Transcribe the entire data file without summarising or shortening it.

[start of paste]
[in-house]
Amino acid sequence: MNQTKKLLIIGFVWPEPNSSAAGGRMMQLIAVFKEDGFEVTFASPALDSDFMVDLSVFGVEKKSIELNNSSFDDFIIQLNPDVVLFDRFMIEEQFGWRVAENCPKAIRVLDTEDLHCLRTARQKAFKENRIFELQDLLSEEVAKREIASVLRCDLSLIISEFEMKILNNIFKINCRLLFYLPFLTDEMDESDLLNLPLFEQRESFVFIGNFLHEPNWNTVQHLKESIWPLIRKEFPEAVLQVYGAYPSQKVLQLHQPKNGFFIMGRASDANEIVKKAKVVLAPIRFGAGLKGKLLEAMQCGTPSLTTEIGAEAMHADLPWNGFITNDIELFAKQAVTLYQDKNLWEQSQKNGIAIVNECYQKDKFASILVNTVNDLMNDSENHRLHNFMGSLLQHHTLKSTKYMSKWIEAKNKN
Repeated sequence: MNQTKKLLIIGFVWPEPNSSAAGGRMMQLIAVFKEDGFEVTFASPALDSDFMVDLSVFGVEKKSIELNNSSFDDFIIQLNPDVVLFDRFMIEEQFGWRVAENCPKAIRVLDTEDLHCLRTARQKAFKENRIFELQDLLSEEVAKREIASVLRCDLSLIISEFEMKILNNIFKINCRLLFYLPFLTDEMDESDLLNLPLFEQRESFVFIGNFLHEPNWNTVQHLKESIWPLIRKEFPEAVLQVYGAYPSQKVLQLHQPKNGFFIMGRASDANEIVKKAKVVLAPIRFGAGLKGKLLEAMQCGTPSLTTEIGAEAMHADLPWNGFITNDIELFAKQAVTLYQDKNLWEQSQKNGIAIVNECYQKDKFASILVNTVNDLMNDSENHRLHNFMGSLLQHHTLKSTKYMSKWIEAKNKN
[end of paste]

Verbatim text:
[in-house]
Amino acid sequence: MNQTKKLLIIGFVWPEPNSSAAGGRMMQLIAVFKEDGFEVTFASPALDSDFMVDLSVFGVEKKSIELNNSSFDDFIIQLNPDVVLFDRFMIEEQFGWRVAENCPKAIRVLDTEDLHCLRTARQKAFKENRIFELQDLLSEEVAKREIASVLRCDLSLIISEFEMKILNNIFKINCRLLFYLPFLTDEMDESDLLNLPLFEQRESFVFIGNFLHEPNWNTVQHLKESIWPLIRKEFPEAVLQVYGAYPSQKVLQLHQPKNGFFIMGRASDANEIVKKAKVVLAPIRFGAGLKGKLLEAMQCGTPSLTTEIGAEAMHADLPWNGFITNDIELFAKQAVTLYQDKNLWEQSQKNGIAIVNECYQKDKFASILVNTVNDLMNDSENHRLHNFMGSLLQHHTLKSTKYMSKWIEAKNKN
Repeated sequence: MNQTKKLLIIGFVWPEPNSSAAGGRMMQLIAVFKEDGFEVTFASPALDSDFMVDLSVFGVEKKSIELNNSSFDDFIIQLNPDVVLFDRFMIEEQFGWRVAENCPKAIRVLDTEDLHCLRTARQKAFKENRIFELQDLLSEEVAKREIASVLRCDLSLIISEFEMKILNNIFKINCRLLFYLPFLTDEMDESDLLNLPLFEQRESFVFIGNFLHEPNWNTVQHLKESIWPLIRKEFPEAVLQVYGAYPSQKVLQLHQPKNGFFIMGRASDANEIVKKAKVVLAPIRFGAGLKGKLLEAMQCGTPSLTTEIGAEAMHADLPWNGFITNDIELFAKQAVTLYQDKNLWEQSQKNGIAIVNECYQKDKFASILVNTVNDLMNDSENHRLHNFMGSLLQHHTLKSTKYMSKWIEAKNKN